When the pandemic began, enterprises loaded teams up with tools and apps that were meant to help them stay connected and organised remotely.
However, despite these tools, while where we work shifted, little about how we work changed for the better.
New tools helped us connect, but also added to digital distractions with more notifications and frequent context switching disrupting focus and flow. We swapped in-person meetings for video calls, without questioning whether we truly needed those meets in the first place. Our commutes disappeared, but we began working later.
Simon O’Kane, Head of EMEA at Asana explains that the result is that even as some offices have reopened, organisations are facing a collective burnout crisis.
Nearly three-quarters of workers report experiencing burnout in the past year. Businesses are turning to company-wide holidays to provide teams with a chance to recharge. This isn’t a sustainable long-term solution. Deloitte shows that on the whole, poor mental health is costing UK employers up to GBP45bn per year. And, with millions shifting roles as part of the ‘Great Resignation’, organisations must act quickly.
To tackle the burnout challenge and create more engaging, happier, workplaces that will attract new hires and retain existing employees, there are three key steps we can take.
Enable cross-functional work
Across all industries, businesses are losing countless hours to work about work. This is the time wasted on tasks like searching for information, switching between apps and holding status meetings. It detracts from people’s ability to do the skilled, strategic work they were hired for, and it fuels burnout.
The bigger and more complex an organisation, the bigger the work about work challenge is. Organisations of over 5,000 employees lose 63 percent of their time to work about work each week–more than any other business size.
Work about work is exacerbated by misalignment between how businesses are organised and how work actually gets done. Today, most enterprises continue to be organised functionally, when today’s work happens cross-functionally. In an era of hybrid work, with fewer chance encounters with teams beyond our own, the issues caused by team silos become even more prevalent. We need to connect teams, and provide greater clarity over what work needs to happen when on a cross-functional level to drive success regardless of location or business department.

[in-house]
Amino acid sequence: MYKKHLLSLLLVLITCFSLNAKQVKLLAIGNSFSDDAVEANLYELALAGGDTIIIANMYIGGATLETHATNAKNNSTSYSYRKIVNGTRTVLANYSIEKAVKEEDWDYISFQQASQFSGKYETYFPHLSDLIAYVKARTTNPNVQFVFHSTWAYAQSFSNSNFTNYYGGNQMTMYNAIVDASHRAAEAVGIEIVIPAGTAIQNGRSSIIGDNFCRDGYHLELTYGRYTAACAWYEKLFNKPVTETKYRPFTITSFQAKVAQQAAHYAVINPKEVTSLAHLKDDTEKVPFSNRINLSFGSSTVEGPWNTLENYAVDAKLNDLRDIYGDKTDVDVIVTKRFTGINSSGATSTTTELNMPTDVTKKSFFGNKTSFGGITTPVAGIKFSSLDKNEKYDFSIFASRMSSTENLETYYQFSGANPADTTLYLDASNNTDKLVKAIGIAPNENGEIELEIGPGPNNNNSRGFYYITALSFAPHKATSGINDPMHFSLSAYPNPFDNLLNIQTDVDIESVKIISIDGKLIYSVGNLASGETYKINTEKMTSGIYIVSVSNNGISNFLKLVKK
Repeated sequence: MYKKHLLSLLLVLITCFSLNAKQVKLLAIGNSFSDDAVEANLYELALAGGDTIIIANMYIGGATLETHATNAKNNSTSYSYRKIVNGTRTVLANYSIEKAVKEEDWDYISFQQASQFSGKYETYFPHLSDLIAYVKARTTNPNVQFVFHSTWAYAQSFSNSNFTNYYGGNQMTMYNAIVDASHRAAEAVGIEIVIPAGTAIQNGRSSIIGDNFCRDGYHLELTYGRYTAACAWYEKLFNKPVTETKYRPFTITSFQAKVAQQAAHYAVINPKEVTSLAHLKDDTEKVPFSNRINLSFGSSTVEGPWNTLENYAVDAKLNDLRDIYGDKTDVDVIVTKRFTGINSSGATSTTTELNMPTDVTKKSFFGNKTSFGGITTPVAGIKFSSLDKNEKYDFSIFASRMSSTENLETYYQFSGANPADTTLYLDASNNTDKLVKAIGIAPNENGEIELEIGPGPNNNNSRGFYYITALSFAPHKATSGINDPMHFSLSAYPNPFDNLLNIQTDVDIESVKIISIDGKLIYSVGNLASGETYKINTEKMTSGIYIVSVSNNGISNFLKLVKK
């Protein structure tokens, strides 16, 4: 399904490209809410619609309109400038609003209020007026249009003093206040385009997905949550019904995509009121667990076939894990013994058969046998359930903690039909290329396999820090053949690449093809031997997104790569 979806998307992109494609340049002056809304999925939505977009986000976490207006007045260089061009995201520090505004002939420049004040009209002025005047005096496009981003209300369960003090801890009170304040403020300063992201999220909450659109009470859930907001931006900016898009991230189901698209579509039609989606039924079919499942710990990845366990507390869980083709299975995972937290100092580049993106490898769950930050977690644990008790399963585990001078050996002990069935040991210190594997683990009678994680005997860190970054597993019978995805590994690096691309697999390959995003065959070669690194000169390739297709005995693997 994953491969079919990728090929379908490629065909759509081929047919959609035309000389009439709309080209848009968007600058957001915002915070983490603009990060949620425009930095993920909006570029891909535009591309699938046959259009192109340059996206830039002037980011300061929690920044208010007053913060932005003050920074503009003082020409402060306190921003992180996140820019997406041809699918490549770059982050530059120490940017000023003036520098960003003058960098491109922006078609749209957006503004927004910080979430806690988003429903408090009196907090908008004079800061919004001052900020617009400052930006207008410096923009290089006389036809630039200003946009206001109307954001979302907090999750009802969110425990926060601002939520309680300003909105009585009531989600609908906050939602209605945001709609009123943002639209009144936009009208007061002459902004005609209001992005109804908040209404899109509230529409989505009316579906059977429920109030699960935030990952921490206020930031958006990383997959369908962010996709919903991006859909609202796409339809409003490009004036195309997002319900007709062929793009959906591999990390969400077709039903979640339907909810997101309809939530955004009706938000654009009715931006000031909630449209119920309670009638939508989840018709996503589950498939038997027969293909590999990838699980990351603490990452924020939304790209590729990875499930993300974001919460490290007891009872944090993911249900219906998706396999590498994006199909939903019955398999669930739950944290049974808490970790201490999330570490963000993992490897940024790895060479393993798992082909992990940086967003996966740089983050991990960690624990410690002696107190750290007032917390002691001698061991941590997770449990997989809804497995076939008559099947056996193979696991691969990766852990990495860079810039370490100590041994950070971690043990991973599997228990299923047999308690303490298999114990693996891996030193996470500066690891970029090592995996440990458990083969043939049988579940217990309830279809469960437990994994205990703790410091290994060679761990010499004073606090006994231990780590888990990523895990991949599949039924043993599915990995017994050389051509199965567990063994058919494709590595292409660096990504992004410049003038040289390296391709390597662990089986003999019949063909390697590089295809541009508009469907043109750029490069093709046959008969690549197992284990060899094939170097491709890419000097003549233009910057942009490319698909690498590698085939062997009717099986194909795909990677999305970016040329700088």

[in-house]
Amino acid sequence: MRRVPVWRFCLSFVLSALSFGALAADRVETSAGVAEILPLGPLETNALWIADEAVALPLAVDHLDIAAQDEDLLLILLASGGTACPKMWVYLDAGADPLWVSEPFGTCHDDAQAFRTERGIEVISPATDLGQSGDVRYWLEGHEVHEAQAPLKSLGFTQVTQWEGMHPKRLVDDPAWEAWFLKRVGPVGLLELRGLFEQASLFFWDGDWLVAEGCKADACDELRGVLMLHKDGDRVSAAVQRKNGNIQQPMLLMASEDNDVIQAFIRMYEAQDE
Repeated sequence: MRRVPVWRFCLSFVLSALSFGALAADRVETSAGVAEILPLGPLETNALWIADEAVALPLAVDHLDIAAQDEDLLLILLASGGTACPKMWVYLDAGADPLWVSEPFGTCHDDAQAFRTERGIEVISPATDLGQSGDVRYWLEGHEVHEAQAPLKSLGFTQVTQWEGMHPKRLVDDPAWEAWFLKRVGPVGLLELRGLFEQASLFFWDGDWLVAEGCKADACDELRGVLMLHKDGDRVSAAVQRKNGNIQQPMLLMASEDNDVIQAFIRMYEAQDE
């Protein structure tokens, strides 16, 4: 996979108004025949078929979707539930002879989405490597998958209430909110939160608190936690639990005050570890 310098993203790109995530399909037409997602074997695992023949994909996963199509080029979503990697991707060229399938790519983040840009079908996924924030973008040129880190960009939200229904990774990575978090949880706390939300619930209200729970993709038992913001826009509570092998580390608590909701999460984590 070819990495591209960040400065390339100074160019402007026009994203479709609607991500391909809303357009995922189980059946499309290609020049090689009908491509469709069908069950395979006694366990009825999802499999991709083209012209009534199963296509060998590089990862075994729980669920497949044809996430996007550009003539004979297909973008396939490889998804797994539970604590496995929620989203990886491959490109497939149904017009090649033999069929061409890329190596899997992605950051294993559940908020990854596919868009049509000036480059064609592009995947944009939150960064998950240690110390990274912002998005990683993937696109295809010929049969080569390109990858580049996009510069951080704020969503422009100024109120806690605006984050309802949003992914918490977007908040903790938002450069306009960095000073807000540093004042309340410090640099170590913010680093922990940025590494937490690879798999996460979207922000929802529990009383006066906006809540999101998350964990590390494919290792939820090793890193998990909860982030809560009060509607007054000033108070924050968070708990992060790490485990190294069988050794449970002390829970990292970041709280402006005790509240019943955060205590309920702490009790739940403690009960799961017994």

But it’s not only siloed teams which is impacting our ability to work cross-functionally, but our siloed tools.
Tackling tech fragmentation and overload
Attempting to coordinate siloed teams is made more chaotic by fragmented tools and a lack of clarity in how we manage work.
The sales team might be tracking progress in a spreadsheet, while the marketing department primarily coordinates on email and product teams use their own shared calendar. This fragmentation can often make it feel as if individual departments, or even teams within those departments, are operating in isolation.
When everyone has to come together, to problem-solve, launch a new product, or report on the quarter’s results, joining these dots is inefficient and unclear. More time is lost and teams end up frustrated and disconnected as a result — two core drivers of burnout.
The answer isn’t adding more apps. Workers are already using an average of 10 different apps, switching between them 25 times per day. Instead, we need to start empowering our teams with tools that integrate with and consolidate their existing tech stacks, streamline workflows and connect every team with shared missions and goals.
Setting and communicating goals effectively
Disconnection between teams fuels burnout and costs enterprises resources. These issues are only exacerbated by a failure to connect individual work to the bigger picture.
Setting, communicating and tracking goals is crucial for enabling both individuals and teams to connect their work with an overall business mission. Clarity and visibility of goals promotes focus, and helps people see their work is having an impact.
The sense of connection and purpose which goals provide can be a key weapon in the battle against burnout–which is exacerbated by a lack of clarity over tasks, and leads to a fall in morale.
Yet like work itself, the value of goals is diminished if they exist in silos. We need to banish a ‘set it and forget it’ approach to goals and treat them as an ongoing element of work. By embracing work management platforms which enable us to set clear objectives connected to the tools that manage ongoing work, enterprises can align effort and impact to achieve amazing results, increase employee happiness and tackle burnout.
We need to recognise that the burnout crisis is not only a short-term effect of the past 18 months. It’s a result of many long term issues with how we work, from failing to enable cross-functional work to burdening workers with app overload.
By examining the root causes of these issues and starting to tackle them with new approaches to work management, we can begin to create enterprises in which everyone is empowered to thrive.